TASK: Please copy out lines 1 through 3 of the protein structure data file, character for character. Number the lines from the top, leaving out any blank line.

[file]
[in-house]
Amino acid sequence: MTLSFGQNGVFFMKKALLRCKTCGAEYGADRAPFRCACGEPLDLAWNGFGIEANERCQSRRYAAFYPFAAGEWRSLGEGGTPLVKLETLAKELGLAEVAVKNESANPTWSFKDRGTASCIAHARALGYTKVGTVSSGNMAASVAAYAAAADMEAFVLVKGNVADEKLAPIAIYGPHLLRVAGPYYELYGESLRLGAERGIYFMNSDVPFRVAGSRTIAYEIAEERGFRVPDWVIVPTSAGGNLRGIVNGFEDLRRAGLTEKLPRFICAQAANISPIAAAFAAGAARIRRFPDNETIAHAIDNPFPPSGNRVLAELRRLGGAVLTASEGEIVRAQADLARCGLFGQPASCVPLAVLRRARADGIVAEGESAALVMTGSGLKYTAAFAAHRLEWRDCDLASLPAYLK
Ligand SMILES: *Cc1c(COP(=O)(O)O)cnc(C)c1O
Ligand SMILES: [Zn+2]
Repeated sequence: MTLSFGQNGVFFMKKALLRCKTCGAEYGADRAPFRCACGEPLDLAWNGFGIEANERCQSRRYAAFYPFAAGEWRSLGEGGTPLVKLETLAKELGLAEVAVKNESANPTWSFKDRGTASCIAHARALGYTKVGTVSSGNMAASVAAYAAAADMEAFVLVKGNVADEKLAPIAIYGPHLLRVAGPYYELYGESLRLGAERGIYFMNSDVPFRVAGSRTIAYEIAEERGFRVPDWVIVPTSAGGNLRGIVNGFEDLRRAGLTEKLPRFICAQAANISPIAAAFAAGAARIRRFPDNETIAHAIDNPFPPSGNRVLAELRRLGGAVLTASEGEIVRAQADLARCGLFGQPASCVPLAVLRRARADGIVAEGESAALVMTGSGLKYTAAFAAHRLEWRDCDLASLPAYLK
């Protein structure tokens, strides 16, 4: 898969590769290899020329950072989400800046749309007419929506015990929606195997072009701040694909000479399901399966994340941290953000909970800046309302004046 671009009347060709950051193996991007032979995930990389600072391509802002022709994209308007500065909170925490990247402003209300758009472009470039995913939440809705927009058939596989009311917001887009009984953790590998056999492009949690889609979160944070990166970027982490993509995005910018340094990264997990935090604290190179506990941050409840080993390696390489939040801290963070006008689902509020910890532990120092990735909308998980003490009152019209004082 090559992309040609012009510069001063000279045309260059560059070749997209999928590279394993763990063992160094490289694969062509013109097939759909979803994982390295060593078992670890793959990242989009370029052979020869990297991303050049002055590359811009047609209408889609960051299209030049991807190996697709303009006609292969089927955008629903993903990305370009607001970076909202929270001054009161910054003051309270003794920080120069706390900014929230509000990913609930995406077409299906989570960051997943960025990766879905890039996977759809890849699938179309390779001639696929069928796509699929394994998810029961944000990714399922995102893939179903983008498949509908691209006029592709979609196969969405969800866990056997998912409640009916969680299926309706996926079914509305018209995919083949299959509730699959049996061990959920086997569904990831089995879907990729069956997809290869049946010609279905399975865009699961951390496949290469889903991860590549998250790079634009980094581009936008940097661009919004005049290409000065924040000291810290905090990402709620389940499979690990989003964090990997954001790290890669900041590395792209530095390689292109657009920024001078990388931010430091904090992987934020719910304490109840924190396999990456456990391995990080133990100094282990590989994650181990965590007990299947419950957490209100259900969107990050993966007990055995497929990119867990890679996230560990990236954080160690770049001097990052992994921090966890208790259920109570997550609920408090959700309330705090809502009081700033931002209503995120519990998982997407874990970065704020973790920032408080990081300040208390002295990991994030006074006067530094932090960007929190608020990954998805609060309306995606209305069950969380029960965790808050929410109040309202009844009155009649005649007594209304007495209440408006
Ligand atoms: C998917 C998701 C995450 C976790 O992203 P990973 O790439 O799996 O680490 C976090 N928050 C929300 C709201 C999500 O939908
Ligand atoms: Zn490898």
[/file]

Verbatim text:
[in-house]
Amino acid sequence: MTLSFGQNGVFFMKKALLRCKTCGAEYGADRAPFRCACGEPLDLAWNGFGIEANERCQSRRYAAFYPFAAGEWRSLGEGGTPLVKLETLAKELGLAEVAVKNESANPTWSFKDRGTASCIAHARALGYTKVGTVSSGNMAASVAAYAAAADMEAFVLVKGNVADEKLAPIAIYGPHLLRVAGPYYELYGESLRLGAERGIYFMNSDVPFRVAGSRTIAYEIAEERGFRVPDWVIVPTSAGGNLRGIVNGFEDLRRAGLTEKLPRFICAQAANISPIAAAFAAGAARIRRFPDNETIAHAIDNPFPPSGNRVLAELRRLGGAVLTASEGEIVRAQADLARCGLFGQPASCVPLAVLRRARADGIVAEGESAALVMTGSGLKYTAAFAAHRLEWRDCDLASLPAYLK
Ligand SMILES: *Cc1c(COP(=O)(O)O)cnc(C)c1O